The Ego and Economics Behind My Practice

(subtitle: Finding my new equilibrium)

Guest YM teacher cut my practice to my nemesis—Marichy D. My initial reaction was, okay, that’s the rule. You can’t do one pose, you can’t proceed to the next. However, my ego resists the instruction for so many reasons—some are voice of reason, others are simply nasty remarks that should not be published here. It’s one thing to start with your practice all over again because of your own doing (e.g. spraining your ankle by wearing 6-inch heels) or your own mindlessness (e.g. not sitting on your sit bone in seated poses or not bending your knees in standing forwards—I should know); it is quite another when someone tells you so.

To cut my practice or not is one decision; to go to shala or not for practice is yet another. My practice is now down to a good one hour…maybe 45 minutes during ladies’ holiday. Should I still go to shala and give up two hours of sleep and spend between two and three hours on the road for an hour of practice? Should I spend for a class, on transportation, and on food when I could just do self-practice at home? It is inevitable to include economics in the discussion, especially that I have a space and the discipline to practice on my own regularly. One cannot help but do cost-benefit analysis when the perceived (emphasis supplied) benefits hardly exceed the costs. Besides, going to shala is a catch-22—either I go there to prove that I can overcome my nemesis or I don’t to prove that I can practice and progress on my own. Either way, it is ego-driven.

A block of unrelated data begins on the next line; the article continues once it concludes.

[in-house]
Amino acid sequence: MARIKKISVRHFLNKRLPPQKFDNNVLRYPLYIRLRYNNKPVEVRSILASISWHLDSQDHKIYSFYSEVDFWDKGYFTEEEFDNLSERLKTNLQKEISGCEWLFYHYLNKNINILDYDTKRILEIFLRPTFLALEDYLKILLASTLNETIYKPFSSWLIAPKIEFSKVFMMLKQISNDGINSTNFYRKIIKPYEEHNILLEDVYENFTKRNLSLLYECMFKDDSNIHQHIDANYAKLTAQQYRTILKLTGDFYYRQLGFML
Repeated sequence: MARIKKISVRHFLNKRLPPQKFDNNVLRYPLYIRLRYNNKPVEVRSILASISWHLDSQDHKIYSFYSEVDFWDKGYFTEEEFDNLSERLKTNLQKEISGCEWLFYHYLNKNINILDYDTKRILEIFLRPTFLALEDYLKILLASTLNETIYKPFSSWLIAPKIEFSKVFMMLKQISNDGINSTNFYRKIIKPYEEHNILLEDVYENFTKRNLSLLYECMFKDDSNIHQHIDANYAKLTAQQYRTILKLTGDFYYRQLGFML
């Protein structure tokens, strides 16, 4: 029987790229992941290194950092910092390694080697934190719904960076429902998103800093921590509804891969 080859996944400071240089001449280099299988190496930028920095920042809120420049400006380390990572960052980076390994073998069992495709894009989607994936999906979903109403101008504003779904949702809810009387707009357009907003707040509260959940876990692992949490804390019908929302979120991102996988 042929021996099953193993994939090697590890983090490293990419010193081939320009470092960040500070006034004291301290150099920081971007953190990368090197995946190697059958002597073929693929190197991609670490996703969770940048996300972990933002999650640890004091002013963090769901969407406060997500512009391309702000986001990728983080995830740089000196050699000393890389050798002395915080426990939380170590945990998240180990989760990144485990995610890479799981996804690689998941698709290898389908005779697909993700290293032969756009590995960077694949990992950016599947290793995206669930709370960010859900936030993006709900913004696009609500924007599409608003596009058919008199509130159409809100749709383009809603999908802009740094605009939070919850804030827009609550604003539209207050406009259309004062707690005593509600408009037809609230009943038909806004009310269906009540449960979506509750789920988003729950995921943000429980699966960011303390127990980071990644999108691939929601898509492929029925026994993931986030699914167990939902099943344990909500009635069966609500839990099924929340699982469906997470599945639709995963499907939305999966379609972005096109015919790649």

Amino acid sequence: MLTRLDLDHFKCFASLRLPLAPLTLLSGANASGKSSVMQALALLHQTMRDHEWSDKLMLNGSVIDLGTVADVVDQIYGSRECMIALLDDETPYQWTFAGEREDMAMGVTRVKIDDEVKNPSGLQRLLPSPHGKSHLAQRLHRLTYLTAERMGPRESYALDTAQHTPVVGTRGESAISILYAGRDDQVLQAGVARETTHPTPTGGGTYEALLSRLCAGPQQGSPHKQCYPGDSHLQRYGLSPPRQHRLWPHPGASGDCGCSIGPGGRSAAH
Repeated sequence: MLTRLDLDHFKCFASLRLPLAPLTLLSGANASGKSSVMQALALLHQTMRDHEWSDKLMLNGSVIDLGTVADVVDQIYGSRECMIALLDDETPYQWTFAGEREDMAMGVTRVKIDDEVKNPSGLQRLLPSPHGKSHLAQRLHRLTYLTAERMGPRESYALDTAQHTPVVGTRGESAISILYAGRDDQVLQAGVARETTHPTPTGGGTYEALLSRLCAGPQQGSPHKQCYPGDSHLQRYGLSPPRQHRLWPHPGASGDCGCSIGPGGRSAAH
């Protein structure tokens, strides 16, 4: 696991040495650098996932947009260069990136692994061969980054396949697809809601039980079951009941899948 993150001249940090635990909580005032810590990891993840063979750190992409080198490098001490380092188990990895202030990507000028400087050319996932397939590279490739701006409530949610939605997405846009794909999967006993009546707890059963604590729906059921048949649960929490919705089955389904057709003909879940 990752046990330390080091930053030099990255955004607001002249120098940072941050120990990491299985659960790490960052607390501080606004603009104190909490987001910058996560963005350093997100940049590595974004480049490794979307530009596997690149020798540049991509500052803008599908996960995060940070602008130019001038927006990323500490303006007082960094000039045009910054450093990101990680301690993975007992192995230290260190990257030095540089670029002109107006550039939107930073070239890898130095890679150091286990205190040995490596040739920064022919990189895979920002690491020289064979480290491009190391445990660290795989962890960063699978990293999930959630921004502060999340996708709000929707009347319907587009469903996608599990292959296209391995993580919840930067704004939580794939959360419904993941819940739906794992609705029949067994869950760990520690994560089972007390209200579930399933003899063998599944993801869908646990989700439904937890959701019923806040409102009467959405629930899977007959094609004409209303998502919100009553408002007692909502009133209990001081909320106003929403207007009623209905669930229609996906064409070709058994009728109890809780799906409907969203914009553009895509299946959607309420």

Looking at my situation from another standpoint and quoting my guru, you do not judge something as good or bad, because everything happens as planned by the universe. Judgement comes only from the mind. So I shall continue to do what I have set to do and surrender to the force. This year seems to be a time of transition for so many people, myself included, and in so many areas of life. My realization is this: when the force shifts, you do not try to maintain or preserve your equilibrium; instead, you should find your new equilibrium (and it still sounds very economics, ha!), your new center of gravity, to achieve balance.

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